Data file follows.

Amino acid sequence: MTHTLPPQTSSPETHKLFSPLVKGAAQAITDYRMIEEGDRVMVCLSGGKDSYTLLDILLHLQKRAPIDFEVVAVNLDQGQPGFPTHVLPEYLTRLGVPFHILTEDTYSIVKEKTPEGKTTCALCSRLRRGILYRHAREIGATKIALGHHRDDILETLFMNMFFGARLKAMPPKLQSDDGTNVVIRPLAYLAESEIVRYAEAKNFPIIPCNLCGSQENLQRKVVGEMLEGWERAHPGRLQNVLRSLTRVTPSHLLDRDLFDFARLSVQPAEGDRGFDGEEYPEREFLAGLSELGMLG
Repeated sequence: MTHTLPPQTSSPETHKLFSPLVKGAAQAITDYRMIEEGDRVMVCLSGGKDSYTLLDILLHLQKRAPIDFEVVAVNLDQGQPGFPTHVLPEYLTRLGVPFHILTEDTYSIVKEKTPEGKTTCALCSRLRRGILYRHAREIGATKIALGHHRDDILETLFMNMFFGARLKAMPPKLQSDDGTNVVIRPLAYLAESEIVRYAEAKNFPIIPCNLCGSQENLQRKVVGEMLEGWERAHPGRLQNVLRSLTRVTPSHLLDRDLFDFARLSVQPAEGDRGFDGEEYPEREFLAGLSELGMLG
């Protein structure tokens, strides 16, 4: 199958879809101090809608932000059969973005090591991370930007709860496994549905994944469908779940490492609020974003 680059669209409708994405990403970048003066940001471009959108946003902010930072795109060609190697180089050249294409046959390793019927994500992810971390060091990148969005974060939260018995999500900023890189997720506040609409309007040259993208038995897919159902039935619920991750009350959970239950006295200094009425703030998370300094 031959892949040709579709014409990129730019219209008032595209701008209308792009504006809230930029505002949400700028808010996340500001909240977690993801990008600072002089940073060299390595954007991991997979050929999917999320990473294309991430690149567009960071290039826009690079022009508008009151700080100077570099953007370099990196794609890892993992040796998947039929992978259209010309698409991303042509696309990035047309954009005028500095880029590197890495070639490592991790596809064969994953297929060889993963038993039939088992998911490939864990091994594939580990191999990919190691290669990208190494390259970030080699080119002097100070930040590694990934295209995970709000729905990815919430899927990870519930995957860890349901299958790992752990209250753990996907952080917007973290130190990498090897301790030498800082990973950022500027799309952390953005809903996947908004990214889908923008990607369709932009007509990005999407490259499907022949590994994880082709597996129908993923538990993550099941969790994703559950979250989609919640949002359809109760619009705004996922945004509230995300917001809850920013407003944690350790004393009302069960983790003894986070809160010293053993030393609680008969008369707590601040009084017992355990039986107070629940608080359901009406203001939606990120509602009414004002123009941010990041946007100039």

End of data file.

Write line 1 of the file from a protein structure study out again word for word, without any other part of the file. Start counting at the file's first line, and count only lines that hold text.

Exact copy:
Amino acid sequence: MTHTLPPQTSSPETHKLFSPLVKGAAQAITDYRMIEEGDRVMVCLSGGKDSYTLLDILLHLQKRAPIDFEVVAVNLDQGQPGFPTHVLPEYLTRLGVPFHILTEDTYSIVKEKTPEGKTTCALCSRLRRGILYRHAREIGATKIALGHHRDDILETLFMNMFFGARLKAMPPKLQSDDGTNVVIRPLAYLAESEIVRYAEAKNFPIIPCNLCGSQENLQRKVVGEMLEGWERAHPGRLQNVLRSLTRVTPSHLLDRDLFDFARLSVQPAEGDRGFDGEEYPEREFLAGLSELGMLG